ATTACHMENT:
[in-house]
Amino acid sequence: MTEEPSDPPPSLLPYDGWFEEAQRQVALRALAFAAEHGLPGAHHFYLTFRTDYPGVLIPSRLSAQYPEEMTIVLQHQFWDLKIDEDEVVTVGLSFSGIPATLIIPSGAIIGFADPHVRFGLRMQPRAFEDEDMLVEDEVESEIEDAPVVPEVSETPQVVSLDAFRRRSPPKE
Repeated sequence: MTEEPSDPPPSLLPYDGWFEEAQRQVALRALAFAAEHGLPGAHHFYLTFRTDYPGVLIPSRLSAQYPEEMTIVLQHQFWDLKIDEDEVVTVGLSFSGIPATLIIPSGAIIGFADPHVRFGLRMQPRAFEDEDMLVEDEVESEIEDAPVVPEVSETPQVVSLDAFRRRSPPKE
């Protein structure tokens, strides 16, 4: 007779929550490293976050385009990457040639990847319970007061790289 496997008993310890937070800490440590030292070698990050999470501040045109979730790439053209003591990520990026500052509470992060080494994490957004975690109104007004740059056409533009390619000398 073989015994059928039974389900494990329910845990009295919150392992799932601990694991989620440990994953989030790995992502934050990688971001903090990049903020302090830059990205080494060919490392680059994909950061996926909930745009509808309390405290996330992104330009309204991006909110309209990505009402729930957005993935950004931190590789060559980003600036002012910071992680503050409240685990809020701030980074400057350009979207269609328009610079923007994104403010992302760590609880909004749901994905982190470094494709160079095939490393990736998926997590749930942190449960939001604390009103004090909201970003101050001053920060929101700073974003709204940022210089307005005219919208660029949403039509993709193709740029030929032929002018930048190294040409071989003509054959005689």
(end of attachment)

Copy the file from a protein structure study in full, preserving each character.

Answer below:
[in-house]
Amino acid sequence: MTEEPSDPPPSLLPYDGWFEEAQRQVALRALAFAAEHGLPGAHHFYLTFRTDYPGVLIPSRLSAQYPEEMTIVLQHQFWDLKIDEDEVVTVGLSFSGIPATLIIPSGAIIGFADPHVRFGLRMQPRAFEDEDMLVEDEVESEIEDAPVVPEVSETPQVVSLDAFRRRSPPKE
Repeated sequence: MTEEPSDPPPSLLPYDGWFEEAQRQVALRALAFAAEHGLPGAHHFYLTFRTDYPGVLIPSRLSAQYPEEMTIVLQHQFWDLKIDEDEVVTVGLSFSGIPATLIIPSGAIIGFADPHVRFGLRMQPRAFEDEDMLVEDEVESEIEDAPVVPEVSETPQVVSLDAFRRRSPPKE
């Protein structure tokens, strides 16, 4: 007779929550490293976050385009990457040639990847319970007061790289 496997008993310890937070800490440590030292070698990050999470501040045109979730790439053209003591990520990026500052509470992060080494994490957004975690109104007004740059056409533009390619000398 073989015994059928039974389900494990329910845990009295919150392992799932601990694991989620440990994953989030790995992502934050990688971001903090990049903020302090830059990205080494060919490392680059994909950061996926909930745009509808309390405290996330992104330009309204991006909110309209990505009402729930957005993935950004931190590789060559980003600036002012910071992680503050409240685990809020701030980074400057350009979207269609328009610079923007994104403010992302760590609880909004749901994905982190470094494709160079095939490393990736998926997590749930942190449960939001604390009103004090909201970003101050001053920060929101700073974003709204940022210089307005005219919208660029949403039509993709193709740029030929032929002018930048190294040409071989003509054959005689």